Bob Collins is off today. Bruce MacDonald is today’s guest host.
“No need for any fuss on Valentine’s Day,” said my spouse last night. “A simple smootch will do.” Our marriage may not wind up the subject of a New York Times Magazine piece, but it’s lovely nonetheless.
Mark Seeley, whom I met years ago during my radio days on “Morning Edition” in St. Paul, writes for today’s broadcast,
For the Twin Cities the count of nights with 0 degrees F or lower temperatures stands at 44 for the current winter season (since December 1st), the most since the winter of 1981-1982.
A string of 17 consecutive days with minimum temperatures of 0 degrees F or lower was observed from January 26 to February 11, the 8th longest such streak in the Twin Cities climate records. But this may be the end of temperatures of 0 degrees F or below with the possible exception of early Saturday morning (Feb 15). All of the forecast and outlook models suggest more moderate temperatures for the rest of the month.
Seeley, a meteorologist and climatologist at the University Of Minnesota who appears at 6:50 a.m. most Fridays on MPR News’ Morning Edition, implies that we won’t be turning the earth for gardening or planting any time soon.
Over the past week there were many reports of frozen water lines in residential areas. The persistent cold has produced deeper than normal frost penetration into the ground. Where snow cover has been thin the ground frost has gone deeper than 40 inches.
The Minnesota Department of Transportation notes that under roads and pavement some of their measurements show frost at 6 feet or deeper. Near Ottertail, MN frost was measured at 95 inches (nearly 8 feet). For many parts of Minnesota frost depth has not been this deep since the 1970s.
Ah, it brings back memories of Laura Ingalls Wilder and The Long Winter.
New York Mayor Blasted for Keeping Schools Open in Snowstorm [The New York Times]
International Garden Photographer of the Year 2014 – in pictures [The Guardian]
About this time each February I cast my thoughts to our public radio colleagues out west. I visited Pasadena, Calif., some years ago for work. I walked around in shirtsleeves and admired the rose bushes — on Valentine’s Day! At Southern California Public Radio, Shirley Jahad writes:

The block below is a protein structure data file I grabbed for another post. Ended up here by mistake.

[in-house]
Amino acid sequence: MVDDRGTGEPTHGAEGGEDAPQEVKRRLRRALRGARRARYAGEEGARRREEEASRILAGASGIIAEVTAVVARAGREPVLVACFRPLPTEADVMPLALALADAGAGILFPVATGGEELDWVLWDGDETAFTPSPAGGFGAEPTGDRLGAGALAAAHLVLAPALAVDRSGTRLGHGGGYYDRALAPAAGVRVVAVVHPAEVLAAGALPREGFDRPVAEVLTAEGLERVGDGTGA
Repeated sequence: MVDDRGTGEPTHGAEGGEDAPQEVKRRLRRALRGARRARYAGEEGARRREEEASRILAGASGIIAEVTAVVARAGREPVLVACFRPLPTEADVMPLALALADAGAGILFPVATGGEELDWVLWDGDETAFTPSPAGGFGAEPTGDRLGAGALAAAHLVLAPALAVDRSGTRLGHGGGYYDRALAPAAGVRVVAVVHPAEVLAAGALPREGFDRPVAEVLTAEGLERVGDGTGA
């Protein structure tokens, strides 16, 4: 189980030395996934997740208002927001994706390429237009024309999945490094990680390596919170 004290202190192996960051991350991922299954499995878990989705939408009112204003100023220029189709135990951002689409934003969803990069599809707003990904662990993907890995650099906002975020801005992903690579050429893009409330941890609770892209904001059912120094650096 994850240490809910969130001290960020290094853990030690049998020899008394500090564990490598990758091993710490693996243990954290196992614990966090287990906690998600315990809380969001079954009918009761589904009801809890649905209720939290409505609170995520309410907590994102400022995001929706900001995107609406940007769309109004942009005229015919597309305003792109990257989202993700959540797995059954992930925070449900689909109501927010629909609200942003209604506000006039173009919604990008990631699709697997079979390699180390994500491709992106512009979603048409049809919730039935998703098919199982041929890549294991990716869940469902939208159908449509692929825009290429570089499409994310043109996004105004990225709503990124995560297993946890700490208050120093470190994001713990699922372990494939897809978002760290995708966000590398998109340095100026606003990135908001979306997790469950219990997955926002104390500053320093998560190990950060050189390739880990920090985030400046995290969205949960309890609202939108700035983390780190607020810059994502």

Many Los Angeles residents never ride public transit. But would they get on board for a chance at finding love?
For a couple of hours this Valentine’s Day, one car of each Red Line train will be set up for speed dating.
“We’re playing cupid,” said Metro spokesman Marc Littman.
If you’re interested, you need to register, then get on board the decorated train car and have a seat. After two minutes you can switch seats or get off at the next stop and switch trains. Participants will wear pink wristbands and heart-shaped buttons.
Doesn’t that sound so much nicer than sitting in traffic, texting?
An elusive regional angle for a cat story on the Internet — it’s a writer’s dream. Don’t put your hand near that cat’s mouth; you don’t know where it’s been!
In a three-year retrospective study published in the February issue of The Journal of Hand Surgery, researchers reviewed records of 193 people who came to Mayo Clinic Hospital with cat bites to the hand.
“Redness, swelling, increasing pain, difficulty in moving the hand and drainage from the wound are all signs that there may be an infection and that treatment should be sought,” said the senior author of the study, Dr. Brian T. Carlsen, a hand surgeon at the Mayo Clinic.
“The tendon sheaths and joints are superficial in the hand, and cat bites penetrate easily, seeding those spaces with the germ,” he added. “Once it’s in there, it can grow quite rapidly in fluid-filled spaces that don’t have blood circulation, and surgery is often required. That’s an important message: don’t ignore a cat bite.”
[The New York Times]
Although the income tax filing deadline is still two months away, many of us with a long weekend off for President’s Day will start thinking about finding that shoe box and the Internet financial account passwords and mutter naughty words under our breath.
Every year it seems to get worse (and I get older and more easily distracted). Why can’t the government just send me a bill, as the county does for my property taxes? The New York Times even published a special report a week ago devoted to “The Tax Wilderness, Untamed.” The accompanying art consists of a backpacker walking an infinite Möbius strip made out of Form 1040. I couldn’t bring myself to read it.
Tax season always reminds me of this scene from a 50-year-old film:
There’s Sid Caesar, who died this week at age 91.
I don’t need to ask my doctor if the Minnesota DNR’s interactive bird poster is right for me.
What we’re doing on the radio today
The Daily Circuit
9:06 am — Do the Twin Cities have a vibrant future?
10:06 am — “Lincoln’s Boys”: The men behind the president’s image
10:30 am — BBC: Saving the oceans
11:20 am — Lizzo gaining national attention
MPR News Presents
Noon — The Really Big Questions: What is This Thing Called Love?
Classical MPR Network
8:00 pm — Live broadcast, Minnesota Orchestra: Music of Elgar and Holst
If music be the food of love, play on.
Bruce MacDonald is a former reporter and producer for Minnesota Public Radio. He now writes computer software for American Public Media in St. Paul.